Module delivery information

Location Term Level1 Credits (ECTS)2 Current Convenor3 2022 to 2023
Medway
Combined Autumn and Spring Terms 6 45 (22.5) Angela Harrison checkmark-circle

Overview

Students will learn to identify what makes a story, develop newsgathering techniques to draw information from a range of sources and hone their writing skills to produce clean, accurate copy to a deadline. Students will consider how journalists should conduct themselves in public with reference to the Independent Press Standards Organisation code and other professional standards. Students will learn the difference between hard news, comment and features and be able to produce work for a range of outlets and audiences. This module will also prepare students to pass the National Council for the Training of Journalists' professional exams in reporting and journalism ethics.

Details

Contact hours

Total contact hours: 144
Private Study Hours: 306
Total Study Hours: 450

Availability

Year in Journalism – compulsory module

Method of assessment

Main assessment methods
1 x Timed newswriting test (45 mins) 25%
1 x Journalism portfolio (2,500 words) 75% - PASS COMPULSORY

Reassessment methods
Like for like

Indicative reading

Harcup T (2011), Journalism Principles and Practice, Sage Publications
Hicks W et al (2008), Writing for Journalists, Routledge
Marr A (2005), My Trade, Pan
Randall D (2011), The Universal Journalist, Pluto Books
Reeves I (2014), The Newspapers Handbook, 5th ed, Routledge
Smith J (2010), Essential Reporting, Sage Publications

See the library reading list for this module (Medway)

Learning outcomes

The intended subject specific learning outcomes.
On successfully completing the module students will be able to:
1) Show a thorough understanding of different forms of journalism and a critical awareness of how they are practiced professionally alongside the principles of accuracy and fairness
2) Produce publishable news reports and features for publication in print and online with reference to professional ethics and standards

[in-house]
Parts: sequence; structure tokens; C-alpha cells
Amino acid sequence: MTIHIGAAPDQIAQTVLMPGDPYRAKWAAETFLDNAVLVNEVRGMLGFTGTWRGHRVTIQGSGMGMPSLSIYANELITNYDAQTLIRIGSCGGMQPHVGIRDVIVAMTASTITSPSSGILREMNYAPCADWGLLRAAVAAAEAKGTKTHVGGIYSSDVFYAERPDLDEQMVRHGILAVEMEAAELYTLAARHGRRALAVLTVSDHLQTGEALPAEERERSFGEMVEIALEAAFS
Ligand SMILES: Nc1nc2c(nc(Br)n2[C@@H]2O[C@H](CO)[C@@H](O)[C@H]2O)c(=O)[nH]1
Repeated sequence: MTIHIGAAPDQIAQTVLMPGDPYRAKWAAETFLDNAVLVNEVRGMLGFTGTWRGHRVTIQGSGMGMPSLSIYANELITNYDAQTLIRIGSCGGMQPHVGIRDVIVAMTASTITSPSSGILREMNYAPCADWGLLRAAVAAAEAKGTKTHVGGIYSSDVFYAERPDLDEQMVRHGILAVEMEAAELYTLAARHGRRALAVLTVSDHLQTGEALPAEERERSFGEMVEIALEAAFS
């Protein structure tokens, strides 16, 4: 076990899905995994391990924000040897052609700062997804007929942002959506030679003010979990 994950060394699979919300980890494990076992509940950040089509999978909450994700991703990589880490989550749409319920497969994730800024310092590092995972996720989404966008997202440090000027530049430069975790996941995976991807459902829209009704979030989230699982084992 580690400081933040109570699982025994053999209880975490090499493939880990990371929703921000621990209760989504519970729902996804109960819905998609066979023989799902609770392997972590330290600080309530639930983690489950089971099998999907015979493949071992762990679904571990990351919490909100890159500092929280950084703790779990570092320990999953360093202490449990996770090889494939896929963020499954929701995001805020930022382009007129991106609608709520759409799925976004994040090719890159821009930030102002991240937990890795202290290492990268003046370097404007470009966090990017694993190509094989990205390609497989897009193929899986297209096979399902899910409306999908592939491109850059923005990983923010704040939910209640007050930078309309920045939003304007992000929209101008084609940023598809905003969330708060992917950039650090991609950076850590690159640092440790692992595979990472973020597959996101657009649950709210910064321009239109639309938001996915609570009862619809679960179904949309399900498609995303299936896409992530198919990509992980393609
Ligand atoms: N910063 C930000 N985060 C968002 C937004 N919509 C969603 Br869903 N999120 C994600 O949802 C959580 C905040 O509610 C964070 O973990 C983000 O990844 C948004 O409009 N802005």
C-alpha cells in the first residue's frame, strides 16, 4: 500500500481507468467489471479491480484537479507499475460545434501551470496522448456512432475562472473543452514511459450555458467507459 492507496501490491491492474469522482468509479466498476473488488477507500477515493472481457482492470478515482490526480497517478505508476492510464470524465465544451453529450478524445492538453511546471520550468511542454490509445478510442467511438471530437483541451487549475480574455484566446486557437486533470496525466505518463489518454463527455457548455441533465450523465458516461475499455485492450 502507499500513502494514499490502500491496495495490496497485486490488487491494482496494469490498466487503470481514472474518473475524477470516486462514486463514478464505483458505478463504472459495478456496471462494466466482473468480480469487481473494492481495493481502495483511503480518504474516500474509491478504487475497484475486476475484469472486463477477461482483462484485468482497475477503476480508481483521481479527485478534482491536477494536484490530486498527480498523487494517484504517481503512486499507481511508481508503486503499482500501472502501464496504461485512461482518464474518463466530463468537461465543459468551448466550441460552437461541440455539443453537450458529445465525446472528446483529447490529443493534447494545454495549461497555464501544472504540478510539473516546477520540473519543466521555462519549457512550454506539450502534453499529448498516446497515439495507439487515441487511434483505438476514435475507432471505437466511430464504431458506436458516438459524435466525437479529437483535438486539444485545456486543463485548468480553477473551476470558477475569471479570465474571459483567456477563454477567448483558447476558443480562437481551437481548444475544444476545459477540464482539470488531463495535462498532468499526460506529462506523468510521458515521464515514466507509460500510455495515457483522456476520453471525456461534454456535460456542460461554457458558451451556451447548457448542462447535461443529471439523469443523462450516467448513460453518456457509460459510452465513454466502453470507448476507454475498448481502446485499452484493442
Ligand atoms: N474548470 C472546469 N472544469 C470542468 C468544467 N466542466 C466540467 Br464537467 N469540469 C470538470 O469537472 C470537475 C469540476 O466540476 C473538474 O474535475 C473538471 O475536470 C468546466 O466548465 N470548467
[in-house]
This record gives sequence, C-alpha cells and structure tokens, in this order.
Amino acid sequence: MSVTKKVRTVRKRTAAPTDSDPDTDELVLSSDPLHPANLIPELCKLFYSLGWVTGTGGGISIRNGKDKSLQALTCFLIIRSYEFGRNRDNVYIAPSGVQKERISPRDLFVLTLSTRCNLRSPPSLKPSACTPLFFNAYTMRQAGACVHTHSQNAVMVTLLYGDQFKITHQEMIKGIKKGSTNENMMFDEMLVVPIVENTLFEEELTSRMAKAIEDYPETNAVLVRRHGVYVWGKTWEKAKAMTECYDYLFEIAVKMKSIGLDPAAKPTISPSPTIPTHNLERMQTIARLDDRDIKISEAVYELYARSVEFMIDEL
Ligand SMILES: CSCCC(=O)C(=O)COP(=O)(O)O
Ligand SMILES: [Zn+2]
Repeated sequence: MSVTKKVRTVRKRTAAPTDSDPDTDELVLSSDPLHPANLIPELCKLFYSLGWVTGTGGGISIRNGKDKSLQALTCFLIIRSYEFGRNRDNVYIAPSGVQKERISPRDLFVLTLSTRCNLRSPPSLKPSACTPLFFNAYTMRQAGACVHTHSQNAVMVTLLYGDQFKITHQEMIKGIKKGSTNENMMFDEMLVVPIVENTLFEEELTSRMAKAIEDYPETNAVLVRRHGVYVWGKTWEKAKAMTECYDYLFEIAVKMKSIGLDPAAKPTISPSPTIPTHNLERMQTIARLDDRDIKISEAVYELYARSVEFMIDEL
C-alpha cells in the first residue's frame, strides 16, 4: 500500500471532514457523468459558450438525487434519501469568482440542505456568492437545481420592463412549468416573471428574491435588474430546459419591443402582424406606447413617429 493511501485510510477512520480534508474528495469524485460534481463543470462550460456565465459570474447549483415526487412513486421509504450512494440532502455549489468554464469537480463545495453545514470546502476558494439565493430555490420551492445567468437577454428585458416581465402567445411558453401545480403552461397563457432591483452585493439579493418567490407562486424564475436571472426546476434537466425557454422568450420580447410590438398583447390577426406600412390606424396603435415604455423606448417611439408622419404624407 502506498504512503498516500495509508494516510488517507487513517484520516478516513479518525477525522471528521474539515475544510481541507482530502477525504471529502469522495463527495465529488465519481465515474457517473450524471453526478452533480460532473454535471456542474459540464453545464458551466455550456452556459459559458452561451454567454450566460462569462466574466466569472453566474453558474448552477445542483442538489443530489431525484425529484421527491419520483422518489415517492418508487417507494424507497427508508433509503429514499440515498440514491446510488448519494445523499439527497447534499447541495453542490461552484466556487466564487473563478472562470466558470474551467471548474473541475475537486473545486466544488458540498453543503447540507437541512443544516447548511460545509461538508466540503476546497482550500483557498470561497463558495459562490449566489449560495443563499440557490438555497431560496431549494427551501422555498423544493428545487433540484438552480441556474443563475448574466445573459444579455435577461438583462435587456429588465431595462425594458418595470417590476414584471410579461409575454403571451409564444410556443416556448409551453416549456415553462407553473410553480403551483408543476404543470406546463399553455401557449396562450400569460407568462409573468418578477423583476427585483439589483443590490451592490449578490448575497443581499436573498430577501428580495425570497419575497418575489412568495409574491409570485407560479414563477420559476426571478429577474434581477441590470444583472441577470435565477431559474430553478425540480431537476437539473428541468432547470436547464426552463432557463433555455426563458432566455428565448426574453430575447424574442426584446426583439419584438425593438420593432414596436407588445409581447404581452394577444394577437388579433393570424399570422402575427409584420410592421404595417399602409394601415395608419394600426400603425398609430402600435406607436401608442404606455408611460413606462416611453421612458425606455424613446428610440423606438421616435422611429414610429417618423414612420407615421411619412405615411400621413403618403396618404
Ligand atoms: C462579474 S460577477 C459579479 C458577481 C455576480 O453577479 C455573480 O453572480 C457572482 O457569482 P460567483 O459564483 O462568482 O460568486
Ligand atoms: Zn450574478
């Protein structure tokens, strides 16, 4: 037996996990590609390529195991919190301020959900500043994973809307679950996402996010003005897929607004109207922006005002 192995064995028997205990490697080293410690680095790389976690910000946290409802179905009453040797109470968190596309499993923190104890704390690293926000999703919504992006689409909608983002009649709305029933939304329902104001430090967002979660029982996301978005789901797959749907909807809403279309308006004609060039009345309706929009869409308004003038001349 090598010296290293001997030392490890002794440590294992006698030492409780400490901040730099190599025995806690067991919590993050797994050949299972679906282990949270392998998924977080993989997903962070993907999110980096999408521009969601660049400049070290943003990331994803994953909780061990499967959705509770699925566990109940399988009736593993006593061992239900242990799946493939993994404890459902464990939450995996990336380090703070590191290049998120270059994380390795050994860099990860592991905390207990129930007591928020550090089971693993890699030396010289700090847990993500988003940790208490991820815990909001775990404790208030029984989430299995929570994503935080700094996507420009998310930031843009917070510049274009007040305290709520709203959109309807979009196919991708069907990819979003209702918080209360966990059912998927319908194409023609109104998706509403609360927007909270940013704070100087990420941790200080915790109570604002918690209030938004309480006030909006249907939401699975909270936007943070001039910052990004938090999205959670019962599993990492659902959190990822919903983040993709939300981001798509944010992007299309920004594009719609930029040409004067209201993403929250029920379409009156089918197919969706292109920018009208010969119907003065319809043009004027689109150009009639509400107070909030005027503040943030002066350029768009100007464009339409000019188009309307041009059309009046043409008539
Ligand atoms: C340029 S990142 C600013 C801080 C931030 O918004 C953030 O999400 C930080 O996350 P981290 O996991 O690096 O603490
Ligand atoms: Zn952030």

3) Understand the principles of investigative reporting including thorough research, following leads to a conclusion and treating statements by vested interests with due scepticism
4) Be able to evaluate current newsgathering and reporting techniques used in professional newsrooms and develop critiques of them

The intended generic learning outcomes.
On successfully completing the module students will be able to:
1) Exercise initiative and personal responsibility in gathering, organising and deploying information
2) Make informed decisions and demonstrate self-direction in coping with complex and unpredictable situations
3) Consider and evaluate their work with reference to professional standards and develop critiques accordingly
4) Use information technology to complete a range of tasks to a set brief and deadline

Notes

  1. Credit level 6. Higher level module usually taken in Stage 3 of an undergraduate degree.
  2. ECTS credits are recognised throughout the EU and allow you to transfer credit easily from one university to another.
  3. The named convenor is the convenor for the current academic session.
Back to top

University of Kent makes every effort to ensure that module information is accurate for the relevant academic session and to provide educational services as described. However, courses, services and other matters may be subject to change. Please read our full disclaimer.